For a more serious look at changing attitudes towards religion in the U.S. check out Lisa Miller's article, "We Are All Hindus Now" in the most recent issue of Newsweek.

I bet there is a corresponding 1st Law of Politics:

The success of a political party is directly proportional to the size of the promise divided by the cost of attaining that promise [multiplied by a constant that represents the trust we have that the party will actually be able to deliver?]

In fact, I bet that's exactly why our economy and political system are such a mess right now. The Two Santa Claus theory that has defined U.S. politics for the past 30 years really is a version of Christilam -- the best promise (government services and tax cuts) combined with the lowest cost (more tax cuts). Except it only works as a theory of getting elected not as an actual method of governance. Religion doesn't have that problem -- they just get to sell the product -- it's up to God to deliver on the promise.

Tuesday, August 11, 2009

Maybe Britney Spears should copyright and trademark her vag

Intellectual property law in the digital ages continues to be a complete mess. From today's NY Times:
In 2007, when Coleman Hickey was 14, he made a stop-action film using Lego pieces and figures to depict a concert performance of the song “Tonight I’m Gonna Rock You Tonight,” by Spinal Tap, the parody band featured in the 1984 mock documentary “This is Spinal Tap.”

Among the fans of the video, which has garnered 82,000 views on YouTube and includes a musician hurling himself into the audience of Lego figures and crowd surfing atop their upraised plastic arms, are the members of Spinal Tap. The band showed the video during performances of its recent “Unwigged and Unplugged” tour.

But Lego is not amused.

As final editing was being done on a concert DVD of the tour, which included footage from the video projected on stage, Lego declined to grant permission to use its figures, which are protected by copyright.

So let me get this straight. If I want to see the bald vag of Britney Spears, Paris Hilton, or Sharon Stone I can see it on any one of hundreds of internet sites like TMZ, NSFW, etc. But if I want to see a bunch of Lego characters playing air guitar to Spinal Tap songs on DVD it's like 'Whoa! Whoa! Are you CRAZY -- those little plastic people are covered by copyright law!'

Which leads me to a number of observations.

1. The corporate counsel at Lego needs to talk to the fucking marketing department at Lego. And maybe the marketing department can explain that the more people who see Legos used in creative ways, the more people will buy Legos.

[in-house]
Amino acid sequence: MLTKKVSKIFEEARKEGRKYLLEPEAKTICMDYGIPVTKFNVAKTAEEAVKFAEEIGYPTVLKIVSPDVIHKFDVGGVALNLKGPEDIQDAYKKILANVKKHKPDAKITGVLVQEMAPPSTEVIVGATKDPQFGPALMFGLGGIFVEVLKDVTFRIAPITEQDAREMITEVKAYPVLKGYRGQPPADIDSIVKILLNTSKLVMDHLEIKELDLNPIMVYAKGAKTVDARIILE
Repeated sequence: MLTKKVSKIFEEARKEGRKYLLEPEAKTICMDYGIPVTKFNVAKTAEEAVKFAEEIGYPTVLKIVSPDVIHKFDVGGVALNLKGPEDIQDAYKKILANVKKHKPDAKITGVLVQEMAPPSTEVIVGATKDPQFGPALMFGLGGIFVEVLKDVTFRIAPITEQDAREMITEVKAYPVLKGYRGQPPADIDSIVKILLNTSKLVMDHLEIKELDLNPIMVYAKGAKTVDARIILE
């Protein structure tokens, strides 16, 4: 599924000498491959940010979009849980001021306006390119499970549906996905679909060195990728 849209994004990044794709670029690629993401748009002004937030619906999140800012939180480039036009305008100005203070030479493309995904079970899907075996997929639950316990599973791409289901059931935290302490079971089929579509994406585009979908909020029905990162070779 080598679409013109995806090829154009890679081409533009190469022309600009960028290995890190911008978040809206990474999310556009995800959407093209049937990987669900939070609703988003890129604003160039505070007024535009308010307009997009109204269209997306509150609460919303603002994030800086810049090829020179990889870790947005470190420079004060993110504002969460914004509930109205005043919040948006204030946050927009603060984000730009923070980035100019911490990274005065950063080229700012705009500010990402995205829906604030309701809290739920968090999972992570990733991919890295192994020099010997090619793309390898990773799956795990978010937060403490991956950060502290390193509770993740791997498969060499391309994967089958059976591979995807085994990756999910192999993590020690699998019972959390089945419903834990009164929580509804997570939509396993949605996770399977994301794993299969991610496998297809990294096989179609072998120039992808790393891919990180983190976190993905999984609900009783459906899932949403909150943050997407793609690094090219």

2. How come Britney Spears doesn't own the mutherfucking copyright to her own body? How come celebrities -- naked or otherwise, are fair game (quite literally "fair use") but a Lego character -- oh we need to keep that top secret!

3. If Britney Spears really wants to keep her vag off the internet -- she should probably copyright and trademark it. Apparently U.S. Courts respect the symbols (c) and TM but not the rights of women to own the images of their own bodies. Fine, Britney should trademark her vag and anytime it shows up in the tabloids she can sue for infringement.

4. Alternatively, Britney could hang a little Lego block in front of her vag when exiting a car -- that way, at least corporate counsel for Lego would fight to keep the picture out of the tabloids (Nobody snaps a photo of our Lego blocks damnit!).

5. The intellectual property insanity from Lego comes just 8 days after a jury fined a college student $675,000 for illegally downloading 30 songs. That works out to $22,500 per song (which can be purchased for 99 cents each). Look, I'm no Johnnie Cochran, but it seems like there is a concept called proportionality. The guy downloaded something that is worth less than a Snickers Bar and the RIAA said, "Buy me a Prius for each violation mutherfucka!"

Again, let me get this straight -- the punitive damages in the Exxon Valdez were something like 2 to 1 (for every $1 in compensatory damages, Exxon was fined $2 in punitive damages). And the U.S. Supreme Court said, 'Whoa, Whoa are you CRAZY -- any punitive damages over 1 to 1 are excessive. Yet the RIAA was essentially granted punitive damages of 22,500 to 1. Fuck that and fuck the RIAA and fuck the major labels who invented DVD's just to sell their entire catalog twice -- only to discover that SURPRISE, digital anything can easily be sent around the web.

I don't know whether intellectual property wants to be free or not. But I do know that Lego and the RIAA and their lobbyists shouldn't be the ones deciding it either.

Here's the offending Lego video.

Wednesday, August 05, 2009

Utopias, the 1950s, and Modern American politics

Okay so everyone has their different idea of utopia.

But it seems to me that a compelling vision of utopia for a lot of people would be:
1950s stability, sense of personal responsibility, and high standard of living -- but with 21st century gender roles, racial equality, and diversity.
Imagine the 1950s -- stable families, 4th of July barbecues, deeply internalized sense of work and personal responsibility -- but without all of the 1950s bullshit: sexism, women confined to the home, racism, jingoism, and violence. Imagine swing dancing, social clubs, being present with people face-to-face instead of through the computer -- but with an appreciation for equality, diversity, and difference?

Indeed in some ways, isn't that what we get in the Obama family? The Obamas are the picture-perfect 1950s family -- but now they are black, and Michelle is a high powered attorney, and the kids travel the world during the summer meeting world leaders. But in President Obama we have the responsible dad, the guy who takes his work very seriously, has integrity in all that he does, and yet also has a deep sense of family, fun, community, and country. Indeed isn't that what freaks out the fascist teabaggers and various assorted wingnuts who constitute the modern gOP -- the Obamas do the 1950s better than they ever did -- and the Obamas do it without all of the racist, sexist, oppressive baggage that characterized the 1950s.